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WGUC Reviews

Transformers 3-D

Transformers 3-D
Paramount Pictures
Rated PG-13
Now Showing at: most major theaters.
Review by: Larry Thomas


Is it possible to spend tens of millions of dollars on a big, loud, splashy summertime movie full of action and special effects, and still have it turn out unbearably awful? The answer is a resounding yes! Transformers: Dark Side of the Moon is everything you never want to see in a movie. Director Michael Bay continues his string of expensive, but bad, movies. He’s responsible for the first two Transformer films, Pearl Harbor, and Armageddon, among others. But the real question here is not why he keeps making them, but why do people keep buying tickets to see them.

Transformers: Dark Side of the Moon is in 3-D, a format that has been taking its fair share of lumps in the press lately. Both Bay and Paramount Pictures have been fighting back with statements about how the film was shot in 3-D, with careful attention to the photography, and urging theatres to use the maximum allowable light to ensure the brightest possible image on screen. As a fan of the 3-D process, I was hoping that all that might be true. Alas, the photography is nothing special, the 3-D is nothing special, and, at least in one screen at Newport on the Levee, the image was dark and murky, as it too often is for 3-D films.

The film itself is unbearably awful, lacking any charm, thrills, interesting characters or fun special effects. The nominal star is Shia LaBoeuf, a young actor of minimal talent who only comes across as annoying. In this latest installment of the Transformers saga, newcomer Rosie Huntington-Whitely who has even less acting ability plays his girlfriend. But even worse than that, it’s sad to see such terrific actors as John Turturro, John Malkovich and Frances McDormand in such a mess. Any of the three can often make a film terrific. But to say they are wasted here is understatement; it’s downright embarrassing.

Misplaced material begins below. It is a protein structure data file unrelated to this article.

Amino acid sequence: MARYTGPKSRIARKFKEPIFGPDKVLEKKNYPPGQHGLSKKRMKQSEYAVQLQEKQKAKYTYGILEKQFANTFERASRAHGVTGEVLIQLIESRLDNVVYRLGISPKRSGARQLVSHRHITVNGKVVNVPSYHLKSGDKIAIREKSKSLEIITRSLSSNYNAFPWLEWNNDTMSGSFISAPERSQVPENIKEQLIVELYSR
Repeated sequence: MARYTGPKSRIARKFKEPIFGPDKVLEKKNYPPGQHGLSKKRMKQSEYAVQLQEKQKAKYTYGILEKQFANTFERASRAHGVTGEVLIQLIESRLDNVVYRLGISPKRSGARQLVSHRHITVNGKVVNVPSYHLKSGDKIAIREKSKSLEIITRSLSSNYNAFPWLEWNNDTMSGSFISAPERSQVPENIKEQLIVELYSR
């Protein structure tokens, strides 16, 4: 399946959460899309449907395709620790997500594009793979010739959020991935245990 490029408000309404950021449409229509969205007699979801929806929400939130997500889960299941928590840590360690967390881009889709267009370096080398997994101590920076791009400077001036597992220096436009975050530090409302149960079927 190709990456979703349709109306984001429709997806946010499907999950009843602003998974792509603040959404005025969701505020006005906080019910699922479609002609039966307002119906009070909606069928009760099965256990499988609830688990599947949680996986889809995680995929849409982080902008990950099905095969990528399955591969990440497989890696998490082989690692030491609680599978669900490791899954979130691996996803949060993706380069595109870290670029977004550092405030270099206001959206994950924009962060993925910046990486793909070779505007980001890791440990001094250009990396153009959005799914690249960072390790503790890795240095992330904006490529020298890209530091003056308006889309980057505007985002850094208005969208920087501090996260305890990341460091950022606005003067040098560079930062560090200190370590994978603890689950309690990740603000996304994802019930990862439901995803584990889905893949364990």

In case you’re not aware of what these films are about, the Transformer series is based on a children’s toy that can be manipulated to assume many guises. Cinematically, they are robots from elsewhere which can become anything from a computer screen, to a car, to a spaceship. There are good robots and bad robots. It would seem that would be an opportunity for some spectacular special effects. Unfortunately, these constant transformations resemble more of an inverse demolition derby as hunks of metal twist and lurch to become something different.

Michael Bay is famous, or more likely, infamous, for the number of explosions he includes in every film he makes. The bad news is that the explosions are to cover up total lack of script, dialogue, or characterizations. Or talent.

So to sum up, Transformers: Dark Side of the Moon is a loud, incoherent, unbearable, two hour and thirty-seven minute mess that is not nearly as entertaining as the requisite onslaught of commercials that now precede films in plexes. And as if that isn’t bad enough, the experience required the loss of fourteen dollars… two for parking, and twelve for a matinee ticket to a 3-D movie. How could you better use fourteen dollars? You might run it through your home shredder. Or perhaps secure it to a rock to toss into the Ohio River. Either of those, for starters, would be a better use of your money than spending it on this truly horrible film. Of all the bad movies that have been unleashed on the public this year, Transformers: Dark Side of the Moon is the worst. And if you’re over twelve… in either age or I.Q… you’ll want to avoid this like the plague.

The PG-13 rated Transformers: Dark Side of the Moon is currently showing almost everywhere.


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